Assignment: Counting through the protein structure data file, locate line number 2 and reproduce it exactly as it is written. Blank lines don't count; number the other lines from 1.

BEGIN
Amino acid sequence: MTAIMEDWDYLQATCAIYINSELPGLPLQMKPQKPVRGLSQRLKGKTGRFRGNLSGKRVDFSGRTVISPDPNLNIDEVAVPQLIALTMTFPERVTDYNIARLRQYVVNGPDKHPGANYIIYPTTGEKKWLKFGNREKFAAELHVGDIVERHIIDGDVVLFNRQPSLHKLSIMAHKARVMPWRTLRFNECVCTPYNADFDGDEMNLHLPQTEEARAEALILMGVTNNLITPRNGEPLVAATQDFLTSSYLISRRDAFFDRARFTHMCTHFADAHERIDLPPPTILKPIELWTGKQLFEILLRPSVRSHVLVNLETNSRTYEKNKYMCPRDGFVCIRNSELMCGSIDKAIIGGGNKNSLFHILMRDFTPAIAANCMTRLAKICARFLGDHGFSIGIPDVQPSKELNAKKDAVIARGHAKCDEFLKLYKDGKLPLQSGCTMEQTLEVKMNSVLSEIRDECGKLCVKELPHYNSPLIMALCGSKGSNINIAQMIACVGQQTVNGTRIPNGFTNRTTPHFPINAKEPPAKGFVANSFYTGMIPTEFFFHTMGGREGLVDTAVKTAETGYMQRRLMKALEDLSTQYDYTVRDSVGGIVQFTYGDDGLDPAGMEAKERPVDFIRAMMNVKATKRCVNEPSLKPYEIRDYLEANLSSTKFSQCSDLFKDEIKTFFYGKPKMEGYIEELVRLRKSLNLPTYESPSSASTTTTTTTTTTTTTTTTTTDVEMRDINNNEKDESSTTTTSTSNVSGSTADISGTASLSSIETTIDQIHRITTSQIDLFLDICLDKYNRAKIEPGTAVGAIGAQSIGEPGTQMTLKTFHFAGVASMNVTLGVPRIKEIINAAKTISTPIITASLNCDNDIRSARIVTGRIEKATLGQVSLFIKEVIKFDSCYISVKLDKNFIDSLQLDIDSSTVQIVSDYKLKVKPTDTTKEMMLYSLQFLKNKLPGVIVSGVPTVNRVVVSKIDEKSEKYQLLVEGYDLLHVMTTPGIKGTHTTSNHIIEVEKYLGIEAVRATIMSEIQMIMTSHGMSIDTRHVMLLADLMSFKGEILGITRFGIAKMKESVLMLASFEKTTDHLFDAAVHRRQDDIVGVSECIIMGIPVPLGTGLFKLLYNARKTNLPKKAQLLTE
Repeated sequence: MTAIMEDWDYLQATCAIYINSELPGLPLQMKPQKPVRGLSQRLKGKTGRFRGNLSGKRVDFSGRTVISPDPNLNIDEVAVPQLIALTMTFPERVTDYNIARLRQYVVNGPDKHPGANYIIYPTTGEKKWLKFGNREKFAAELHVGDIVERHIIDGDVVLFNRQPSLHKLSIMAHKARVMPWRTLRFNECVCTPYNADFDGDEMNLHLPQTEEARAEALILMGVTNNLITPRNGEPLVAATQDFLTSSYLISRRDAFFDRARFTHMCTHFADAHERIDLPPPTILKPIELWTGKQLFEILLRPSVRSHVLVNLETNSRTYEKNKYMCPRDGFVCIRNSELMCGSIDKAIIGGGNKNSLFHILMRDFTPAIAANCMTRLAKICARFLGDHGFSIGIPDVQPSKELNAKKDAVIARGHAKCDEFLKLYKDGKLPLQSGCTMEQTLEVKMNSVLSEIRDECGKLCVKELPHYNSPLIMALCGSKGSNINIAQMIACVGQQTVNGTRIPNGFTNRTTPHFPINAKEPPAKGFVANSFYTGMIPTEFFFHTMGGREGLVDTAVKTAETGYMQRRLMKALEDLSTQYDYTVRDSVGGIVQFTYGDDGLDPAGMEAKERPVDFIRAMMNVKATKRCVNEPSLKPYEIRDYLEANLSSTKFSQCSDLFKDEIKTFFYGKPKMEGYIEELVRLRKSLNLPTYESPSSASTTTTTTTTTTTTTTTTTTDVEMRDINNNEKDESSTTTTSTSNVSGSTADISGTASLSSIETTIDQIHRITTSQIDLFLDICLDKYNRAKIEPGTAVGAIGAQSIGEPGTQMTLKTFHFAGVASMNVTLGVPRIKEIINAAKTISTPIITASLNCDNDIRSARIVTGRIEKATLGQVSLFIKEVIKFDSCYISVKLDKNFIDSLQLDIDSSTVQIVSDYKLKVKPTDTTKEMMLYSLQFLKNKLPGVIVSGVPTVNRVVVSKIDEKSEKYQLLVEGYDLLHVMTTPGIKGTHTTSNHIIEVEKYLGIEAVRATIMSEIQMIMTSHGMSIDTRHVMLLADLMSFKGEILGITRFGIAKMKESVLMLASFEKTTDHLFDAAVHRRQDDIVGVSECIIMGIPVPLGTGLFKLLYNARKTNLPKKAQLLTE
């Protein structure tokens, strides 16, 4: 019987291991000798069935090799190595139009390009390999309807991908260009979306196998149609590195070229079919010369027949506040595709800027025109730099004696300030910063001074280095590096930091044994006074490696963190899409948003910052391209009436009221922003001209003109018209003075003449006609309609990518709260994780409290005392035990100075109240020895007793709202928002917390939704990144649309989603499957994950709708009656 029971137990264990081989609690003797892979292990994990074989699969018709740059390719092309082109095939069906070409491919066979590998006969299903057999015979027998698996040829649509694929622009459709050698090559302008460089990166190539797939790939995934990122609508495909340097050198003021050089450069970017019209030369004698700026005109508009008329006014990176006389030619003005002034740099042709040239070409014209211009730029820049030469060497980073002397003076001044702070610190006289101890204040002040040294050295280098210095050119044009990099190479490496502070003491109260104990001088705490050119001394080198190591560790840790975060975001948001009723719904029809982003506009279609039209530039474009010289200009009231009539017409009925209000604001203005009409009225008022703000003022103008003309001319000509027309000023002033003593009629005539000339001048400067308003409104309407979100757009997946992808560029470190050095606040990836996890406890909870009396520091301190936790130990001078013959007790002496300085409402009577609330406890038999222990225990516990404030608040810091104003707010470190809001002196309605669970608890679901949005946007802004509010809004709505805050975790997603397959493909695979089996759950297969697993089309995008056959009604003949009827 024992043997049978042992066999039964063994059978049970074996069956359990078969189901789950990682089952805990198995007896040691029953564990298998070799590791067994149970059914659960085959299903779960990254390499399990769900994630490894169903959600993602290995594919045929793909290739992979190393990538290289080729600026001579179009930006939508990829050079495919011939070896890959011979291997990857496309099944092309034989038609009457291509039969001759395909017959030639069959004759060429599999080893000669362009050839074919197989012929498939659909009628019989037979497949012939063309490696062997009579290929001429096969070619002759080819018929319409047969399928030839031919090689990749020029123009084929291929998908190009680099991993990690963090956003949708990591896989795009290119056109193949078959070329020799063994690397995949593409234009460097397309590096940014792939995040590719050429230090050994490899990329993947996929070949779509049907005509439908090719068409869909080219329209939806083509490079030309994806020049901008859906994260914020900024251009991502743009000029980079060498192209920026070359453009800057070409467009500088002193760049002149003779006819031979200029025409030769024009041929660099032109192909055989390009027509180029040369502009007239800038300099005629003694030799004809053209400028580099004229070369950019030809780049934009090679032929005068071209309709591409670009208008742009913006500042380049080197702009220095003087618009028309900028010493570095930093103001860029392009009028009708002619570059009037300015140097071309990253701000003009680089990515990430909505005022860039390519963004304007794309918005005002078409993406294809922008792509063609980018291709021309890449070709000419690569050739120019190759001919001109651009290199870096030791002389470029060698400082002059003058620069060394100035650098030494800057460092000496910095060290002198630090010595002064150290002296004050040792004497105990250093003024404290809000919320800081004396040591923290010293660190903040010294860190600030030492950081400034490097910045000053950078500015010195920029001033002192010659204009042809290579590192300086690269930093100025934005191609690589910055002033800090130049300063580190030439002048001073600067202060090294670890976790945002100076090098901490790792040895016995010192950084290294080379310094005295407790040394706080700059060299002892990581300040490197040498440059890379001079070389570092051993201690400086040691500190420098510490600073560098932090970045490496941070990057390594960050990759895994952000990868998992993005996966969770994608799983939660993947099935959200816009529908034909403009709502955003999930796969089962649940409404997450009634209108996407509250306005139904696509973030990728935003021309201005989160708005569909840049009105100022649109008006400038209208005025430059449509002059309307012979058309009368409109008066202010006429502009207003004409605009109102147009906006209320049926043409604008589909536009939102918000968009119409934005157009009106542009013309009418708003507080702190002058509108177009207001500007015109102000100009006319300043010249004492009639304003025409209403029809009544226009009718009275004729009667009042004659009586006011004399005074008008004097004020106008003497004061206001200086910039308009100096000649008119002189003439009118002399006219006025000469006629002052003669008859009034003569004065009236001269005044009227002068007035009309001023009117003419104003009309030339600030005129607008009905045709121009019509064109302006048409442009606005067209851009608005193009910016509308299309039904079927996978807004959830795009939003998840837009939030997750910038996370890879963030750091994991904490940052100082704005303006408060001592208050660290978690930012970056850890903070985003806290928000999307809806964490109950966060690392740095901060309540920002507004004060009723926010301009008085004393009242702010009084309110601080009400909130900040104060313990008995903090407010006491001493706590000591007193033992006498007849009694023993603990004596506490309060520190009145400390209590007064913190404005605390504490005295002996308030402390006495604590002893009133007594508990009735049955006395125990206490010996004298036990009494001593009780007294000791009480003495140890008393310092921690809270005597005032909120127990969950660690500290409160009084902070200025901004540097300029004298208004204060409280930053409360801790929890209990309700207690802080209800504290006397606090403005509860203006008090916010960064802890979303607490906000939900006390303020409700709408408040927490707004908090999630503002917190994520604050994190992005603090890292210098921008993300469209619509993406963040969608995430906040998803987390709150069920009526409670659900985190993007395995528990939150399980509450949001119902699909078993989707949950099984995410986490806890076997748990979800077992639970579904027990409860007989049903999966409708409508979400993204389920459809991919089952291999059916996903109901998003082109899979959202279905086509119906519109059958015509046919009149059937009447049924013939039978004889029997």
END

Repeated sequence: MTAIMEDWDYLQATCAIYINSELPGLPLQMKPQKPVRGLSQRLKGKTGRFRGNLSGKRVDFSGRTVISPDPNLNIDEVAVPQLIALTMTFPERVTDYNIARLRQYVVNGPDKHPGANYIIYPTTGEKKWLKFGNREKFAAELHVGDIVERHIIDGDVVLFNRQPSLHKLSIMAHKARVMPWRTLRFNECVCTPYNADFDGDEMNLHLPQTEEARAEALILMGVTNNLITPRNGEPLVAATQDFLTSSYLISRRDAFFDRARFTHMCTHFADAHERIDLPPPTILKPIELWTGKQLFEILLRPSVRSHVLVNLETNSRTYEKNKYMCPRDGFVCIRNSELMCGSIDKAIIGGGNKNSLFHILMRDFTPAIAANCMTRLAKICARFLGDHGFSIGIPDVQPSKELNAKKDAVIARGHAKCDEFLKLYKDGKLPLQSGCTMEQTLEVKMNSVLSEIRDECGKLCVKELPHYNSPLIMALCGSKGSNINIAQMIACVGQQTVNGTRIPNGFTNRTTPHFPINAKEPPAKGFVANSFYTGMIPTEFFFHTMGGREGLVDTAVKTAETGYMQRRLMKALEDLSTQYDYTVRDSVGGIVQFTYGDDGLDPAGMEAKERPVDFIRAMMNVKATKRCVNEPSLKPYEIRDYLEANLSSTKFSQCSDLFKDEIKTFFYGKPKMEGYIEELVRLRKSLNLPTYESPSSASTTTTTTTTTTTTTTTTTTDVEMRDINNNEKDESSTTTTSTSNVSGSTADISGTASLSSIETTIDQIHRITTSQIDLFLDICLDKYNRAKIEPGTAVGAIGAQSIGEPGTQMTLKTFHFAGVASMNVTLGVPRIKEIINAAKTISTPIITASLNCDNDIRSARIVTGRIEKATLGQVSLFIKEVIKFDSCYISVKLDKNFIDSLQLDIDSSTVQIVSDYKLKVKPTDTTKEMMLYSLQFLKNKLPGVIVSGVPTVNRVVVSKIDEKSEKYQLLVEGYDLLHVMTTPGIKGTHTTSNHIIEVEKYLGIEAVRATIMSEIQMIMTSHGMSIDTRHVMLLADLMSFKGEILGITRFGIAKMKESVLMLASFEKTTDHLFDAAVHRRQDDIVGVSECIIMGIPVPLGTGLFKLLYNARKTNLPKKAQLLTE